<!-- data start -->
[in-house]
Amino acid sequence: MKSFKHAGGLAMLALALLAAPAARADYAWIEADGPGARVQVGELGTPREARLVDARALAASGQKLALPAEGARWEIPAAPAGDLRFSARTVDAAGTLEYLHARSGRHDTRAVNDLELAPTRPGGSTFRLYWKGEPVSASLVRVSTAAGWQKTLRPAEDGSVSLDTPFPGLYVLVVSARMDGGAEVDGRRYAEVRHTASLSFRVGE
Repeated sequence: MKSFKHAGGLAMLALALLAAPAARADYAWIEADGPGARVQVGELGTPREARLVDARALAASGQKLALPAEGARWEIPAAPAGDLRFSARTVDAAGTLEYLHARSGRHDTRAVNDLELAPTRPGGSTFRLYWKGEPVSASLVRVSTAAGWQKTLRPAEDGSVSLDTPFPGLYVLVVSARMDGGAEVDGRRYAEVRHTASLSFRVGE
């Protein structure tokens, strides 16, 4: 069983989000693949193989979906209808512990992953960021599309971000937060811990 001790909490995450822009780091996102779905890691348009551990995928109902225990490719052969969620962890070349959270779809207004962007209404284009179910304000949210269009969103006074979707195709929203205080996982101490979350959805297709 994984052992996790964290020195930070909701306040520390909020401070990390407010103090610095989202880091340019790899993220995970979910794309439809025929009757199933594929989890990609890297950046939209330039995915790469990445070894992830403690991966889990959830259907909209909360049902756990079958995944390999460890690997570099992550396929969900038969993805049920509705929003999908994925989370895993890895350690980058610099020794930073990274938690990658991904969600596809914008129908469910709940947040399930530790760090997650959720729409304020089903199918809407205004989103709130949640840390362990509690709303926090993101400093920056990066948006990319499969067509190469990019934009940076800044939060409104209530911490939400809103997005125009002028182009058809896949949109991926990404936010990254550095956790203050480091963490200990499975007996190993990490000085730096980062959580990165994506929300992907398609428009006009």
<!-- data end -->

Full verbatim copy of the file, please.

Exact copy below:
[in-house]
Amino acid sequence: MKSFKHAGGLAMLALALLAAPAARADYAWIEADGPGARVQVGELGTPREARLVDARALAASGQKLALPAEGARWEIPAAPAGDLRFSARTVDAAGTLEYLHARSGRHDTRAVNDLELAPTRPGGSTFRLYWKGEPVSASLVRVSTAAGWQKTLRPAEDGSVSLDTPFPGLYVLVVSARMDGGAEVDGRRYAEVRHTASLSFRVGE
Repeated sequence: MKSFKHAGGLAMLALALLAAPAARADYAWIEADGPGARVQVGELGTPREARLVDARALAASGQKLALPAEGARWEIPAAPAGDLRFSARTVDAAGTLEYLHARSGRHDTRAVNDLELAPTRPGGSTFRLYWKGEPVSASLVRVSTAAGWQKTLRPAEDGSVSLDTPFPGLYVLVVSARMDGGAEVDGRRYAEVRHTASLSFRVGE
């Protein structure tokens, strides 16, 4: 069983989000693949193989979906209808512990992953960021599309971000937060811990 001790909490995450822009780091996102779905890691348009551990995928109902225990490719052969969620962890070349959270779809207004962007209404284009179910304000949210269009969103006074979707195709929203205080996982101490979350959805297709 994984052992996790964290020195930070909701306040520390909020401070990390407010103090610095989202880091340019790899993220995970979910794309439809025929009757199933594929989890990609890297950046939209330039995915790469990445070894992830403690991966889990959830259907909209909360049902756990079958995944390999460890690997570099992550396929969900038969993805049920509705929003999908994925989370895993890895350690980058610099020794930073990274938690990658991904969600596809914008129908469910709940947040399930530790760090997650959720729409304020089903199918809407205004989103709130949640840390362990509690709303926090993101400093920056990066948006990319499969067509190469990019934009940076800044939060409104209530911490939400809103997005125009002028182009058809896949949109991926990404936010990254550095956790203050480091963490200990499975007996190993990490000085730096980062959580990165994506929300992907398609428009006009």